Brazil’s Sergio Moro looks to overhaul crime fighting
RIO DE JANEIRO (AP) — Justice Minister Sergio Moro presented an anti-crime bill Monday that seeks to toughen Brazil’s approach to organized crime, corruption and violence.
Key measures include obligating convicts to begin serving their sentences after a first appeal is denied, categorizing militias and drug trafficking gangs as organized criminal groups and cracking down on illegal campaign finance.
“We want to be more rigorous with more serious crimes,” Moro told reporters after presenting his bill to state governors and key public security officials in Brasilia.
Passing the measure will be Moro’s first big test since he was named justice minister.
The former judge surprised many of his supporters last year when he abandoned the vast “Car Wash” anti-graft probe he helped create and led for years to join the ranks of far-right President Jair Bolsonaro’s administration.
The investigation has put dozens of politicians and business leaders behind bars, including ex-President Luiz Inacio Lula da Silva, a fact that somewhat paved the way for Bolsonaro’s victory.
Now the justice and public security minister, Moro has the task of helping Bolsonaro meet his ambitious campaign promises: fight corruption and put an end to a cycle of violence. In 2017, nearly 64,000 people were killed in Brazil, a record for the country that has long been the world leader in annual homicides.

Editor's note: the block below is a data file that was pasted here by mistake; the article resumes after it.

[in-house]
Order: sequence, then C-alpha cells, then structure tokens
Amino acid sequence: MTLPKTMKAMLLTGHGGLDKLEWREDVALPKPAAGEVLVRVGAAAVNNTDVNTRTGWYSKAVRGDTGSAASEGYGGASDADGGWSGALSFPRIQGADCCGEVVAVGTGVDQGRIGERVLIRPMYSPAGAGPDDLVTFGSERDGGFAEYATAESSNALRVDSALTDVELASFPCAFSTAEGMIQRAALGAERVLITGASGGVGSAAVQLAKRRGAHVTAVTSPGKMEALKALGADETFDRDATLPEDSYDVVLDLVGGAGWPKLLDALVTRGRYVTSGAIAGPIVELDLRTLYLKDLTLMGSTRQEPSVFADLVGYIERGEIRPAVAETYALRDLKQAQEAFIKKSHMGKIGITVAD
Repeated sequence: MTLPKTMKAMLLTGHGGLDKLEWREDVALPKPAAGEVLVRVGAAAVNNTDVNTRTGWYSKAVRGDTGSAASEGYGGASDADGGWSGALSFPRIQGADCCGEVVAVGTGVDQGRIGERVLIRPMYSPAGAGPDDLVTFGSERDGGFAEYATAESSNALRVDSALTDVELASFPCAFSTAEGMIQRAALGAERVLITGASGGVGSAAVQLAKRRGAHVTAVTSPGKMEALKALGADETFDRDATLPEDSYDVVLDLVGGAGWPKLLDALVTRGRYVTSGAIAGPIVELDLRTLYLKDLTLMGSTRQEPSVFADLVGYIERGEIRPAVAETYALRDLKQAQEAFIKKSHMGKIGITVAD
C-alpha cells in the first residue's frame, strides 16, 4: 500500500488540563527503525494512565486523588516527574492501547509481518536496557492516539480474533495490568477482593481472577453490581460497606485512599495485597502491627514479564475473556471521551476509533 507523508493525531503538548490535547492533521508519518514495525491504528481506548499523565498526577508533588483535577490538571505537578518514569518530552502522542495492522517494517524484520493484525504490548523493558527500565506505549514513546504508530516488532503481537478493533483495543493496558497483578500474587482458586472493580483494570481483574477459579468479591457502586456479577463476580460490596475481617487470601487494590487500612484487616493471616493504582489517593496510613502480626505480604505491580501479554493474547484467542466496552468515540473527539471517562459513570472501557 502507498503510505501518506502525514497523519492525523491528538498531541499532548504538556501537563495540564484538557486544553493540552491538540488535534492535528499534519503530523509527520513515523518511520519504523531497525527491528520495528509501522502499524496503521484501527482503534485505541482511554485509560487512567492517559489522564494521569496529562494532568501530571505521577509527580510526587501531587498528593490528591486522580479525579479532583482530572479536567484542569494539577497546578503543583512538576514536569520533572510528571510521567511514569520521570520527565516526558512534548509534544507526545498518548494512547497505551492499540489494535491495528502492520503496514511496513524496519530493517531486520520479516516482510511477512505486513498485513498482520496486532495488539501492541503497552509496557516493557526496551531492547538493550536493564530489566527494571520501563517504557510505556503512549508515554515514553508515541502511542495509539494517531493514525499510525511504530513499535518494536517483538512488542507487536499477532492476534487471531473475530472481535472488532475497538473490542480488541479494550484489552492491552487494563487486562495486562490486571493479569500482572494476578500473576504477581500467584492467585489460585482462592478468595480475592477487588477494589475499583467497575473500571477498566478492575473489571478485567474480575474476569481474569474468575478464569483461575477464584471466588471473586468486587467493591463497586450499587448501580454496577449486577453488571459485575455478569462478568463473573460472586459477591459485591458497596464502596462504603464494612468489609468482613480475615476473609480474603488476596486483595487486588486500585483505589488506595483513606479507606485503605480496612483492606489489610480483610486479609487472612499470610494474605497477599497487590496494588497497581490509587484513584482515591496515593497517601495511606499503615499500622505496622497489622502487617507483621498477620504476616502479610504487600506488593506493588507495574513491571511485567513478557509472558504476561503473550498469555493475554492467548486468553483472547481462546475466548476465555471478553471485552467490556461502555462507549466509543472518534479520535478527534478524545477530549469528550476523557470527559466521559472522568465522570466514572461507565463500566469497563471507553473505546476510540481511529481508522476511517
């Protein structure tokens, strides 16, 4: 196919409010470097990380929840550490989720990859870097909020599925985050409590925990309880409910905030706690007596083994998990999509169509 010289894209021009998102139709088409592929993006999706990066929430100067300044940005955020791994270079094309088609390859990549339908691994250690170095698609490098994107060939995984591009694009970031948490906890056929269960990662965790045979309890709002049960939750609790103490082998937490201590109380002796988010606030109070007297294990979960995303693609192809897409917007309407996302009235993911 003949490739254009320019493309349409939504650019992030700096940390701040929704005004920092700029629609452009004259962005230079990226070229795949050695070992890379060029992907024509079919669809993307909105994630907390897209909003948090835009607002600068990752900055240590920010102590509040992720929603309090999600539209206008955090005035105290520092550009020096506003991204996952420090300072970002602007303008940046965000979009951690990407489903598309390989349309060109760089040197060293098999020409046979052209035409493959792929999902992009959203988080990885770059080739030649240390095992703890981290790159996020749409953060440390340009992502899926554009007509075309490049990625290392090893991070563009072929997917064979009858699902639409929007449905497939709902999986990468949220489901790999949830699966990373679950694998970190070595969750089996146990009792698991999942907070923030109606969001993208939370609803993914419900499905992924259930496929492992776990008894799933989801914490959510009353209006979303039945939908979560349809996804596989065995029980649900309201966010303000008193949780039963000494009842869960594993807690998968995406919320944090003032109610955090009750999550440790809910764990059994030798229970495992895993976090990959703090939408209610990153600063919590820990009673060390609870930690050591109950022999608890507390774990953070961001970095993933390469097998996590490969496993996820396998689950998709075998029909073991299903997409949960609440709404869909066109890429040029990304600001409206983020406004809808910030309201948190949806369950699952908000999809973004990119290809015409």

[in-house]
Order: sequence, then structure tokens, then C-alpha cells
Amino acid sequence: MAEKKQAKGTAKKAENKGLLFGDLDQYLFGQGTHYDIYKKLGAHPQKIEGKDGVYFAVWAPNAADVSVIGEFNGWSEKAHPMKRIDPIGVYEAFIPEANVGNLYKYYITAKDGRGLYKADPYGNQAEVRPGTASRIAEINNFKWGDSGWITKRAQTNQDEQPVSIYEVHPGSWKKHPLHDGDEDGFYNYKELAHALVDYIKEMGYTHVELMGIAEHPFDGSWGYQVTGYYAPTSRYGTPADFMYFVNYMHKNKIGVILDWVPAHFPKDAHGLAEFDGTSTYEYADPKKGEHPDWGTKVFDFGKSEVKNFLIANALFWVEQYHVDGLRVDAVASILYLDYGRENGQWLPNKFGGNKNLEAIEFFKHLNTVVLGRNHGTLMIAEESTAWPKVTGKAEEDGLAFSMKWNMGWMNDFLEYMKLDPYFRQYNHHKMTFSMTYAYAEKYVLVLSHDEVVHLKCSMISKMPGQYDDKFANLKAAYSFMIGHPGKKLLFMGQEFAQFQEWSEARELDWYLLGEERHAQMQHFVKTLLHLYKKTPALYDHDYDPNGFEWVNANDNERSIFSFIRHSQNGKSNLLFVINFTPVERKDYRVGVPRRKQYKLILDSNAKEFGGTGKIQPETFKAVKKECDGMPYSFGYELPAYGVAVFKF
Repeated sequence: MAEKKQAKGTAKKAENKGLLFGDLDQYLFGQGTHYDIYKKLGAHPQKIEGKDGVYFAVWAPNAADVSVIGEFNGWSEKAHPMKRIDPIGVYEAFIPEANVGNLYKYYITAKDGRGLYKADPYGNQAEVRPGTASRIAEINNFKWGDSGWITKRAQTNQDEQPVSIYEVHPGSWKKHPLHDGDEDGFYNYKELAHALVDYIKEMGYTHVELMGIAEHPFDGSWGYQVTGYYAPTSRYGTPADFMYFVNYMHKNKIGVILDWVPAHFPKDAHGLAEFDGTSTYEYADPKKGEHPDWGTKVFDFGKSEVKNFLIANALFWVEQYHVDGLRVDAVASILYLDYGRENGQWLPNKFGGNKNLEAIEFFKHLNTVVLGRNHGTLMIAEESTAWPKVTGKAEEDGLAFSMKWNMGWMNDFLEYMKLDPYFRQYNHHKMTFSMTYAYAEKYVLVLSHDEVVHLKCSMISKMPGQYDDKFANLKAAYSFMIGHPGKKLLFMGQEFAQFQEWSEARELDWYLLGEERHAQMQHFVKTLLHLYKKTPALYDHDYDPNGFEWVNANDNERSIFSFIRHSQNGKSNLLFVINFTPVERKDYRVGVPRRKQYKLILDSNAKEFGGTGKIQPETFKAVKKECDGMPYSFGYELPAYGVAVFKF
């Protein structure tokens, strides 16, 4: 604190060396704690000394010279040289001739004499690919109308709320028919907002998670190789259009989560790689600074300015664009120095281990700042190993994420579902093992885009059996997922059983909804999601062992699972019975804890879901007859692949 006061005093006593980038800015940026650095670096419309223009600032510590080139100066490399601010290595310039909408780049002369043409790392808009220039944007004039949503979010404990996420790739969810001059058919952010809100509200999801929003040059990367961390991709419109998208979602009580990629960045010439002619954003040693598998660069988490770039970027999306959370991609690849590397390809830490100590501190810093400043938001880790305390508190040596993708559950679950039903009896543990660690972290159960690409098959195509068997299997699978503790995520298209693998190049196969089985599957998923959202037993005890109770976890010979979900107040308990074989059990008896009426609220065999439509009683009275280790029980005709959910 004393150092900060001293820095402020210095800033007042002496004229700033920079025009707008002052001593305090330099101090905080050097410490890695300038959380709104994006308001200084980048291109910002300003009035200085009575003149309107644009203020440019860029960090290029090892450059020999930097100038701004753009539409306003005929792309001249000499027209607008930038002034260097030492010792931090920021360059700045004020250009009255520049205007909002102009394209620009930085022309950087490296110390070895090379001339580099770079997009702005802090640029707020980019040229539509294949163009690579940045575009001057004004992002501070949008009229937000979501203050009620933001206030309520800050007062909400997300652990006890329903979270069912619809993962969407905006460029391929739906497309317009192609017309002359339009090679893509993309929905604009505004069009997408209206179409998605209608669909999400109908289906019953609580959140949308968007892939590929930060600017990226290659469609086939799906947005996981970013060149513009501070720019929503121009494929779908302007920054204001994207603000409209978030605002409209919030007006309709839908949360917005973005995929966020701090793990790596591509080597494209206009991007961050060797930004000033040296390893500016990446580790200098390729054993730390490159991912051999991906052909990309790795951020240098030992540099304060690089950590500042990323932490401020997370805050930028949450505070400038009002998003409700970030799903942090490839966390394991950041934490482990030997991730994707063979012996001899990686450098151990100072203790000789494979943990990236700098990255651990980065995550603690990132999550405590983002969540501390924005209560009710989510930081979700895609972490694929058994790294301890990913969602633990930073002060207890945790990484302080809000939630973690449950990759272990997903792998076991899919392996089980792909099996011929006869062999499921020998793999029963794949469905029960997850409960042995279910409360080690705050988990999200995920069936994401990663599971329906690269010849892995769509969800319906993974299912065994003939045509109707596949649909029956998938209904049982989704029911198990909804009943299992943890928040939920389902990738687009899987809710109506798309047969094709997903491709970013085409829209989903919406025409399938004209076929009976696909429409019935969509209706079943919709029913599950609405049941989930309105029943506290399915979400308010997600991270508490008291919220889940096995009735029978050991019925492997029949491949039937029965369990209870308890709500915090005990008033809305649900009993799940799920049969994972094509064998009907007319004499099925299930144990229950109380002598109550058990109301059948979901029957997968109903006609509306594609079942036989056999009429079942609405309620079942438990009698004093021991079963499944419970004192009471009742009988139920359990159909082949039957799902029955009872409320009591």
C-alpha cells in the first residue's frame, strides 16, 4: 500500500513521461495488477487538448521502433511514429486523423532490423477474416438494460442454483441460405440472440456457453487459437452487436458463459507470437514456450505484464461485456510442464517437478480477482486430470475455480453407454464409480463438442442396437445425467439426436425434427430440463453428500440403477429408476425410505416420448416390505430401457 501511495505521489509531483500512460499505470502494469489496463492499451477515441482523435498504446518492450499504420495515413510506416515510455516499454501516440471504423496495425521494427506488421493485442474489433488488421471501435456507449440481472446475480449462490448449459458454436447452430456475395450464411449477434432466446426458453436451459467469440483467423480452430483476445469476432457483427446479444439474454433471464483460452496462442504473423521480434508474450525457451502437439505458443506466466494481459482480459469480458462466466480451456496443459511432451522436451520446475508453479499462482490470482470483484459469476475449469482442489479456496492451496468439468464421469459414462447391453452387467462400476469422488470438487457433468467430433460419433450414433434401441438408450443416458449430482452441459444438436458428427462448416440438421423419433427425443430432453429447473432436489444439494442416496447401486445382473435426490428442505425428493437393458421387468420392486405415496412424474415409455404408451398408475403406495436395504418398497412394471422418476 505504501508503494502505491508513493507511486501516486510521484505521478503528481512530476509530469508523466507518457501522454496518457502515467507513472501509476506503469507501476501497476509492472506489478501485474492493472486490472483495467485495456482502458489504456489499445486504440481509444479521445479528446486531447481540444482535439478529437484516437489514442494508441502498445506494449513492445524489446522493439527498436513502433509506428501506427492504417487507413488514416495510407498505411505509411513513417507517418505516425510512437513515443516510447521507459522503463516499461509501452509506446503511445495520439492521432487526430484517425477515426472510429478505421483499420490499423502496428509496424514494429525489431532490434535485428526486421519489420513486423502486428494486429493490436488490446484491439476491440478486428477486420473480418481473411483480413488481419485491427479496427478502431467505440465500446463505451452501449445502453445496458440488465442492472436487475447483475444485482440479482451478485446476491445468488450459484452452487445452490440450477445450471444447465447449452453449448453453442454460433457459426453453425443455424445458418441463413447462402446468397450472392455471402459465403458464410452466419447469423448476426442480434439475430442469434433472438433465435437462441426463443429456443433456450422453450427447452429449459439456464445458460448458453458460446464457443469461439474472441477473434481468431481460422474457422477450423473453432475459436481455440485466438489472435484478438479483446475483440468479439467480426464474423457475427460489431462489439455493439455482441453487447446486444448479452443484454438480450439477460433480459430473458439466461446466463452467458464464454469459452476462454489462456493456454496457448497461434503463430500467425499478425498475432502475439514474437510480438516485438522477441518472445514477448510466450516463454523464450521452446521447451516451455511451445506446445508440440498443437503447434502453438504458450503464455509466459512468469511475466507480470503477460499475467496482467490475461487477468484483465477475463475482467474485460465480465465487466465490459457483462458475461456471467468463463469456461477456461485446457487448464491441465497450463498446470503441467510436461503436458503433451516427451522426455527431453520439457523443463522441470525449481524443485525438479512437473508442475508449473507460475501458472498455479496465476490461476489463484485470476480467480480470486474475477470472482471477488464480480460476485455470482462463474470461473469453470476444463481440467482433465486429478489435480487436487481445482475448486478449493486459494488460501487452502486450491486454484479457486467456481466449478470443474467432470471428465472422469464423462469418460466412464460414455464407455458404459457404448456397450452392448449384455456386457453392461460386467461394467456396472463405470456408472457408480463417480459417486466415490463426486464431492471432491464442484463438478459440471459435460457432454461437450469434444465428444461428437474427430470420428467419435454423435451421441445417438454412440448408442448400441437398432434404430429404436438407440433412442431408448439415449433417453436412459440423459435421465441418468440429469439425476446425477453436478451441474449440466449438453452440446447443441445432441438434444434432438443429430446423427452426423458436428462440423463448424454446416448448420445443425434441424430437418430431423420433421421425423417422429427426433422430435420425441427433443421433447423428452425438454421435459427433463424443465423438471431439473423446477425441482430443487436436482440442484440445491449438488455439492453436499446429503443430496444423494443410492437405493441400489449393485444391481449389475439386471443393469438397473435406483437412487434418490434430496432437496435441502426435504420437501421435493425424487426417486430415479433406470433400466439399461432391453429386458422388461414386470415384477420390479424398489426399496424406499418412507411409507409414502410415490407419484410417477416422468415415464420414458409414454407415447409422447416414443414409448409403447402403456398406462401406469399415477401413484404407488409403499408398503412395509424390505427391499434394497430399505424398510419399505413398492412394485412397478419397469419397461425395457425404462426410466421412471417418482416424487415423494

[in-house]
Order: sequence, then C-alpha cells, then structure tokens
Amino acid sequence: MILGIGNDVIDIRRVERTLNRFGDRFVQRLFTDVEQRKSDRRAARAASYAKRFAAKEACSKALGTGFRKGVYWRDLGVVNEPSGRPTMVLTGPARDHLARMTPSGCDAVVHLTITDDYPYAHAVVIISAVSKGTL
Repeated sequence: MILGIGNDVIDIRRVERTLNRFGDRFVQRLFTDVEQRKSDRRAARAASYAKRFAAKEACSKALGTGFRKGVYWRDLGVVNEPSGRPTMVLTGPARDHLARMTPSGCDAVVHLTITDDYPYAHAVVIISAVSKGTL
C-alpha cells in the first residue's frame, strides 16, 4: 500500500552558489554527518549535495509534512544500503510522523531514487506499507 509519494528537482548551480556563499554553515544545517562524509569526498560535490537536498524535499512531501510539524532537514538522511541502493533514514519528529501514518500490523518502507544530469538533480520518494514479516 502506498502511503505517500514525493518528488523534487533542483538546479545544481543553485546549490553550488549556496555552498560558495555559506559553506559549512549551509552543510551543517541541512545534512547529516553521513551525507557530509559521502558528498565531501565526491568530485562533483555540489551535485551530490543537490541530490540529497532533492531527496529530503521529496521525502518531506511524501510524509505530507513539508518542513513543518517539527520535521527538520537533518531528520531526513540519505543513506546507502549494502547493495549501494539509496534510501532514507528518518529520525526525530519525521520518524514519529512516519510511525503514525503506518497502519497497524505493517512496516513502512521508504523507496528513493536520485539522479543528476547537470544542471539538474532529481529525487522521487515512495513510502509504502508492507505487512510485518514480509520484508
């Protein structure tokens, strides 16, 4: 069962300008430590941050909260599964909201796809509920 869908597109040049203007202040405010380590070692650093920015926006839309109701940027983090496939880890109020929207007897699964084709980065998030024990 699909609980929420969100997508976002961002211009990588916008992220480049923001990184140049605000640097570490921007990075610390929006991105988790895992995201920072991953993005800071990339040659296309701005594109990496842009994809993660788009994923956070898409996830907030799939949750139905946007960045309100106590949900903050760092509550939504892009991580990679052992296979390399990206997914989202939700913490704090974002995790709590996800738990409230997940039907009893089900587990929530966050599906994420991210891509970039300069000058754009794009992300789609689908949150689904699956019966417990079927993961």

In the 34-page document, which will soon be submitted to congress, Moro targets specific gangs, classifying the Sao Paulo-based Primeiro Comando da Capital, the country’s most powerful gang, Rio de Janeiro’s Comando Vermelho and militias as organized crime groups.
The bill, aligning itself with one of Bolsonaro’s most criticized proposals, would grant more protection to police officers who kill during operations, adopting a more lenient definition of self-defense.
During the presidential campaign, Bolsonaro praised police officers who killed criminals during operations and argued they should be decorated, not criminally tried.
Another key measure, one likely to stir a heated debate in congress, is campaign funding and electoral fraud. As cases of under-the-table election funding have multiplied in recent years, Moro proposes to crack down on the use of illegal slush funds, also known in Brazil as “Caixa Dois.”
Before submitting the bill to Congress, Moro presented the text to state governors, who he said will be key in implementing his security agenda. In Brazil, public security is largely a state-level responsibility.
Moro also said the bill had already been approved by Bolsonaro. In a message to congress backing up the proposal, the president wrote Monday that the fight against organized crime remained one of his mandate’s top priorities.